Stan Clark, Manager Sales and Marketing Pacific Steel said “Wiremark® are honoured to have been an active part of FCANZ since its inception. Fencing Contractors NZ has been at the forefront of leading the fencing community into a safer, quality focussed and trade recognised industry throughout New Zealand. Certainly, the Kiwi term “number 8 wire attitude” can apply to this community which Pacific Steel is proud to be part of and with our locally made Wiremark® looks forward to being involved with in a modified capacity.”
Melanie Weir interviewed members of the Board to give you the answers on the brand refresh. Read on to understand why?
So Brad why are we changing the brand?
I think this comes down to three main reasons, we needed to strengthen and modernise the brand, we need to clarify the logo, so that it easily communicates what the Association does, much like Master Builders or Certified Builders brands. And we need to move the brand from rural centric design, to represent all sectors of the fencing trade.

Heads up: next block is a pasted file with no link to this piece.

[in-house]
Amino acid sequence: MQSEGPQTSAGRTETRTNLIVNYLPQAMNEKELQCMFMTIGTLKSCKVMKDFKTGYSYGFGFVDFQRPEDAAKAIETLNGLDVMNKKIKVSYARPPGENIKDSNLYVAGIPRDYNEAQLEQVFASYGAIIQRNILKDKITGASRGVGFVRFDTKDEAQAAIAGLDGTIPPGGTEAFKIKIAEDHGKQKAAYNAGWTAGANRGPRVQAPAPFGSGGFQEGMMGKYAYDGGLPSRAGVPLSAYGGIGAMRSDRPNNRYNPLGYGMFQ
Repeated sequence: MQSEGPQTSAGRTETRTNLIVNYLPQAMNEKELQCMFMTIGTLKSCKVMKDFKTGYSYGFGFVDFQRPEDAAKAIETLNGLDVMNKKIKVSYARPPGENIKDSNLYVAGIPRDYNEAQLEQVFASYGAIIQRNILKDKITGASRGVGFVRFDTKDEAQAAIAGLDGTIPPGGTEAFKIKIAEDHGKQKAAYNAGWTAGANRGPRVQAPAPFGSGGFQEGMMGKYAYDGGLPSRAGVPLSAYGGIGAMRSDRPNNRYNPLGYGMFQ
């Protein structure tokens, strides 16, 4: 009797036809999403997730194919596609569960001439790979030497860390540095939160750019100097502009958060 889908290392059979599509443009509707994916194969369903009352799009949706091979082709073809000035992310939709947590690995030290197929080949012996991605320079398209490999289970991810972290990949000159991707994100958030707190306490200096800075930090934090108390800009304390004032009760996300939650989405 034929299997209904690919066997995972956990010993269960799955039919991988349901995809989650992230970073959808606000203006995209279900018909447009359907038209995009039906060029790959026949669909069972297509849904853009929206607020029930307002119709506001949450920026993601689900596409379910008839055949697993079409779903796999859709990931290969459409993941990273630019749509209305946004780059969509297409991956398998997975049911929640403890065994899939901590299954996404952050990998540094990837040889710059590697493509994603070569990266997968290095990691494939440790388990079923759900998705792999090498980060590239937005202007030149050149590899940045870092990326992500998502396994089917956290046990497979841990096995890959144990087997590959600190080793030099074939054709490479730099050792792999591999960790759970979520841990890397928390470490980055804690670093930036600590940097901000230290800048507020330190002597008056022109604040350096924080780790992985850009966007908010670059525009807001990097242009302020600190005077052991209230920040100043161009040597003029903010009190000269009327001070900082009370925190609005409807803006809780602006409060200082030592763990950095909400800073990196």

And who’s idea was it to make these changes?
The 2018 Board unanimously decided that alongside the refreshed strategic direction and growth of the Association, it was time to review the messaging, value and strength of the brand.
Was a change needed?
If we want to keep expanding our reach to parts of the fencing trade other than rural, we will need to ensure our brand encompasses all areas for the trade.
And Andy who was consulted about these changes?
The Board became the panel of members, a focus group, who connected on logic, design and value of the brand and we tested designs with expert support. We have had previous feedback from the general public experiencing the brand which included points like a lack of clarity, ‘who is FCANZ’ ‘what do you do’ ‘is it New Zealand something?’, what does ‘FCANZ’ stand for?